With that in mind, let’s revisit the idea of Google building some sort of interim Pixelbook while we wait on Tensor. What would the point be? If Google uses their own Chromebook hardware to highlight a new form factor or new hardware addition to the Chrome OS ecosystem, what new thing would they be showing off with an iterative update to the Pixelbook or Pixelbook Go? Other than just making a slightly improved version of those devices, what purpose would those Chromebooks serve?
If being a lighthouse for manufacturers is the purpose of Google’s own Chrome OS hardware, it makes a lot more sense for them to wait and build a new Pixelbook when they can put Tensor inside. THAT is something new, something ground-breaking and worth a new Pixelbook to usher it into existence. Until then, however, I just don’t see Chromebook hardware moving in some wild new direction that would need Google to light the path. Tensor for Chromebooks will be a sizable inflection point, and when I look at it in this light, it makes total sense for Google to be out of the Pixelbook game until Tensor arrives.
Google is involved in all of it
So, if we can agree that Google’s next real reason to need to manufacture a new, torch-bearing Chromebook is Tensor, the next reason I think they’ll share that same custom SoC revolves around the fact that Google is actually heavily involved in every single Chromebook that exists today. That’s right: whether it’s made by ASUS, Acer, Lenovo or HP, every Chromebook you can buy has Google’s fingerprints all over it. While Chromium OS is the open-source OS that Google maintains, Chrome OS is Google’s version of it and they sign off on every single Chromebook made that comes with it installed.
This is wildly different than what happens with Android phones. Yes, AOSP (Android Open Source Project) is fully open source, and Android with Google Play is a more Google-specific, locked down version, but Google doesn’t get involved with every single device running Android – Google Play included or not. This is quite obvious when you look at the landscape of Android phones and the sheer variation in not only how the OS is handled, but what versions are running on those phones. While it is tempting to think of Chrome OS in the same way, it is not the same situation.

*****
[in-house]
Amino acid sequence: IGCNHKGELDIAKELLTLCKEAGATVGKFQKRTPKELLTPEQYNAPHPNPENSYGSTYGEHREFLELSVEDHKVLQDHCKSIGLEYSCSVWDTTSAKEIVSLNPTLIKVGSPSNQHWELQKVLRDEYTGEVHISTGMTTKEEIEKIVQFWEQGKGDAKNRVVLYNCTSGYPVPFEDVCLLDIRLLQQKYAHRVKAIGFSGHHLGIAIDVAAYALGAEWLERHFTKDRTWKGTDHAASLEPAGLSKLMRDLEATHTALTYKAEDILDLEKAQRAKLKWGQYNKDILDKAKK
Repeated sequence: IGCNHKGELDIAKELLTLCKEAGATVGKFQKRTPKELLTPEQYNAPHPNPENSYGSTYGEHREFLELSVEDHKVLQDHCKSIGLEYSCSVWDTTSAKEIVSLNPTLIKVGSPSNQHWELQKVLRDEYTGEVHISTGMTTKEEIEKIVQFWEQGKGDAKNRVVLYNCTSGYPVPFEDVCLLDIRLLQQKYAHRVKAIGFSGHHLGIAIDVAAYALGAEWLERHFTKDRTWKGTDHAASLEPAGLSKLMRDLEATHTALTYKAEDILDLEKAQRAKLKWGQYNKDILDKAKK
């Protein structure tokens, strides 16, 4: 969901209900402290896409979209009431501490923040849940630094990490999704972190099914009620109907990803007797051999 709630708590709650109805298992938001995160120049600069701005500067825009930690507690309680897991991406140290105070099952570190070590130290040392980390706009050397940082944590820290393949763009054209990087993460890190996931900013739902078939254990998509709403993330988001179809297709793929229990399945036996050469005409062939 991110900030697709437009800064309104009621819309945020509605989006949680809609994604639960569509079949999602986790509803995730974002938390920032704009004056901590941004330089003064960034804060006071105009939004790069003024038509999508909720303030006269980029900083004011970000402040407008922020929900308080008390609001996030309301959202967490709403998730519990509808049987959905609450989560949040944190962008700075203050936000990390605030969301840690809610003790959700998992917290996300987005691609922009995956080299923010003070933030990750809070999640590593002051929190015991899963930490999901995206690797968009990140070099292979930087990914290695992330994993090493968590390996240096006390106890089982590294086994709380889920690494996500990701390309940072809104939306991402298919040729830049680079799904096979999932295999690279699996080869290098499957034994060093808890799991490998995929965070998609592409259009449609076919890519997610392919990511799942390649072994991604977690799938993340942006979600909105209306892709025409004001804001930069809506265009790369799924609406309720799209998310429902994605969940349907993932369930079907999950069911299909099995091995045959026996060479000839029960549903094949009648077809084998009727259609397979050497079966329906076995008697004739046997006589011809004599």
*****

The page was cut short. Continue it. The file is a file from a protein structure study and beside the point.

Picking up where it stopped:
With Chromebooks, Google has to sign off completely on every device and they are deeply involved in the development of many of them along the way. In this way, the chip makers (Intel, MediaTek, AMD and Qualcomm) and the device manufacturers (i.e. – Acer, HP, Samsung, ASUS, Lenovo) truly act as partners with Google when bringing a new Chromebook to market. This isn’t corporate speak, either. The relationship between Google and those that are responsible for building Chromebooks runs deep and is essential for building a wide expanse of Chrome OS hardware that all feels unabashedly Google-y.
Apart from the devices that have gone out of their AUE, all the Chroembooks out there are all on the same version of Chrome OS. All of them will be getting Chrome OS 96 over the next week or so and all of them boot up and operate the same exact software experience. It’s honestly remarkable how well Google has scaled this entire thing to keep so many device up to date and free from manufacturer bloatware and UI tweaks. When you boot up a Chromebook, you know exactly what to expect, and I love that.
Because of this unique and deeply-integrated partnership between Google and hardware manufacturers, the way they utilize their own, in-house Chromebook brand (Pixelbook/Pixel) makes a ton of sense. Google’s not trying to compete with their hardware partners and there’s no real reason for them to start. Google is deeply involved in every Chromebook out there and wants to see them succeed, so why would they constantly introduce products that threaten that success? Answer: they wouldn’t. Instead, I think it is a very good reason to think they might actually share some of that hardware.